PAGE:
Reel: Pflueger Trion 30
Rod: Okuma Celilo 9' 6"
It's cool when you receive an email in your inbox from an angler seeking guidance, become friends on Facebook (if you're not friends on Facebook, it's not real life...) and slowly build anticipation for your outing this week upcoming. This morning I had the privilege of working the water with single handed, fly fishing convert and Skykomish river local, George. No ordinary man indeed, especially when he replies that his favorite movie is "Talladega Nights" tells you not to eat certain berries off of plants on the walk down (epic fail, digestive system) and shares such an extraordinary life story with you. I've come to the conclusion that individuals who live off of the land are most likely trustworthy, and demand a great deal of respect from the community. As a QFC and Chipotle goer, George has my full admiration.
Today we worked systematically; I worked the bottom of the fishing line, George took front and center and Guide Trainee Seitz covered the top of each fishing hole. Starting at the tail out, Seitz tagged a trophy smolt. Along the way, we placed our floats, drift gear and spoons into every pocket and riffle we could find. After an hour of boulder crawling and precision casting work, we decided to relocate, down river. If any of you require education pertaining to the learning how to relax and on being "mindful," George is your guy. I'd say he taught me more than I was able to teach him this morning, and what a privilege it was to share reciprocal, hearty conversation with such an individual of such caliber. In this industry, you meet quite the colorful variety of individuals, and on some mornings, you're able to truly share an experience with an angler, and feel as if you're taking a "personal fishing day" rather than one that is guided; I'm proud to say that today was one of the former.
Right as Guide Trainee Seitz whipped his first casted into his first drift at the head of the pool, and before I could say "watch out for that snag," a most cooperative Steelhead managed to clamp down onto his eggs; yes, this one managed to escape, before a hook set. Now Seitz is one of the most consistent, powerful hook-setting anglers that I know, but today, this one got away from him. Steelhead: 1, Reel Priorities: 0.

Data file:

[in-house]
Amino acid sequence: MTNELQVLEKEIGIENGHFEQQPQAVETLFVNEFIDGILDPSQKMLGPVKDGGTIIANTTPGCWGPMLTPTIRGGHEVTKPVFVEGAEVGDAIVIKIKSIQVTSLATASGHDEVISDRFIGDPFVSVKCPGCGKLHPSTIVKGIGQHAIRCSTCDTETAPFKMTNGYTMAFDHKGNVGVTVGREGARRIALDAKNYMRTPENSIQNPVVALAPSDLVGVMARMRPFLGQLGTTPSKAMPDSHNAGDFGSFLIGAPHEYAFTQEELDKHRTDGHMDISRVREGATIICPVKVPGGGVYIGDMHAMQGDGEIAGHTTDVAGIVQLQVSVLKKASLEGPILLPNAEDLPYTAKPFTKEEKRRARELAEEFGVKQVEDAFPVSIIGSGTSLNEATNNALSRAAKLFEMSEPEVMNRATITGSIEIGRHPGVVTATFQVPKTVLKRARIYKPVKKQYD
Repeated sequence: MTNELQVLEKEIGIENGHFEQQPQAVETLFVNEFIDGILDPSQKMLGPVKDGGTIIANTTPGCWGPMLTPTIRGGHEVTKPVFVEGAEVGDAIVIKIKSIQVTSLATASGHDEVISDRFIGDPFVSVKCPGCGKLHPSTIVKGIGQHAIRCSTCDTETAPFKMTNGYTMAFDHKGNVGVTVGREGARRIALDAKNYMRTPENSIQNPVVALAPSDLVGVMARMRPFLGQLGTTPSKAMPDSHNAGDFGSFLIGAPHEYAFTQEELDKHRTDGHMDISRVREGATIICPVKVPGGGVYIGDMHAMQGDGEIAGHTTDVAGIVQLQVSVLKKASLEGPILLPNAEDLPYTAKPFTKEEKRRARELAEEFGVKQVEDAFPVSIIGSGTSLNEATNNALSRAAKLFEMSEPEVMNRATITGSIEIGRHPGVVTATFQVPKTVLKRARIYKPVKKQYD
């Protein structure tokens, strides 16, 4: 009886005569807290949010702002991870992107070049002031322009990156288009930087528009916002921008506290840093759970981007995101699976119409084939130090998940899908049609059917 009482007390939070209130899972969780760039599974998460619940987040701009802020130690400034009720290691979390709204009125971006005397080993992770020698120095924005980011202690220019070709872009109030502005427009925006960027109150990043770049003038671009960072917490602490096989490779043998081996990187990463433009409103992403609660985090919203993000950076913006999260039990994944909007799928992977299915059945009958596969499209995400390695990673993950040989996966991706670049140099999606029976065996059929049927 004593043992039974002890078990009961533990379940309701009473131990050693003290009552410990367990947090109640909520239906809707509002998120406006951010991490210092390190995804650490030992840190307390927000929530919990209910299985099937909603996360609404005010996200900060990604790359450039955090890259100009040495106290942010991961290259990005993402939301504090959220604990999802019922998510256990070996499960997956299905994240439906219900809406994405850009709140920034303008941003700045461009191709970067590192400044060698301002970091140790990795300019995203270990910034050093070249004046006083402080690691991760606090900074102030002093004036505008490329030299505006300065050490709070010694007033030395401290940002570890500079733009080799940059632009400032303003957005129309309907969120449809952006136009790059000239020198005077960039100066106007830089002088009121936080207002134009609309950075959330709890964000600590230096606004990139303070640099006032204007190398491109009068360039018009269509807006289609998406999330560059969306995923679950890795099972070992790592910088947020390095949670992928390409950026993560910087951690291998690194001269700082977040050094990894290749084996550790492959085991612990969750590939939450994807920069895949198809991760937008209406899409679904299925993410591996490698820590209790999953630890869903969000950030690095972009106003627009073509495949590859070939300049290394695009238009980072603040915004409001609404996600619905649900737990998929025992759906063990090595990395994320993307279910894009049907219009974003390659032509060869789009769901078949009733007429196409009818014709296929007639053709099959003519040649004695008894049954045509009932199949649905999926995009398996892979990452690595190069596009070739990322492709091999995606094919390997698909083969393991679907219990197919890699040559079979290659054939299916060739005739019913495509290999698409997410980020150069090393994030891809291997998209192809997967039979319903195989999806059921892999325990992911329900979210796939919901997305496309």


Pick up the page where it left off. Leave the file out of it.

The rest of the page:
Next, turning to George, I recommended he direct his cast into an upper pocket instead of straight out. I watched the whole process, from casting to watching his float "land" on top of the water. Strangely enough, his float never resurfaced... A solid 6 seconds later, squinting my eyes and scouring the water where the cast should have landed, I looked back to see George's rod doubled over, and then immediately go slack. Hook-set two, missed! It's a funny thing with Steelhead angling; some days, you get one float down, or one take on the drift, equating to one Steelhead landed. Others, you get multiple strikes, and bring nothing to the bank.
After working the whole stretch with spoons, drift gear, bait, jigs and the like (the fish were no longer biting out of hunger nor curiosity), tails between our legs, we walked back to head of the pool. "Have we tried the aggravation bite with the Pink Worm yet?" asked Seitz. Thankfully, we had not. So, on went the Pink Worm, and on came our third contender. Usually, it's a first cast deal, as a Steelhead will either destroy the offering, or leave the hole when then Pink Worm enters it's territory (yes, I've observed Summer Run in low and clear, interacting with my feminine looking offering). Just don't get the one with sparkles, and if you do, best you hide them from your wife and your daughter, lest you arrive in the morning a few worms less!
This fight was strange. Out of a 10 scale rating, I gave this Steelhead a 2 for poor work ethic, but a solid 9 for creativity. So, on the rod went George with this moody Hen. She ran straight in towards George. Then, she proceeded to fight in a circle (quite literally), not even diving into the boulders, attempting to saw off the monofilament leader. Since she still had plenty of juice left in her tank, and after a futile attempt to tail a "hot" fish, George had to drag her back and forth on the ultralight rod (manual fighting technique), to make sure there was nothing left in this fish. The landing portion is where most anglers fail; here at Reel Priorities, we still uphold a clean slate, with a 100% landing ratio; every Steelhead that has been on the line has been landed this season.
We all work so diligently, patiently awaiting the opportunity of a "take" from the Chrome Ghost. If you're disinterested in becoming like the other 99% of anglers who net their fish or throw them on shore (Natives included), continually go home skunked, choosing not to adapt to the conditions, and forego environmental stewardship (just look at the bank), come along for an adventure with Reel Priorities.
The path of a Steelhead Angler (not fisherman) is arduous, requires great discipline and consequently much heart break, but the reward surpasses all human understanding. I challenge you to utilize your gifts, skills and inherent abilities, to maximize the potential of your life, on and off the water.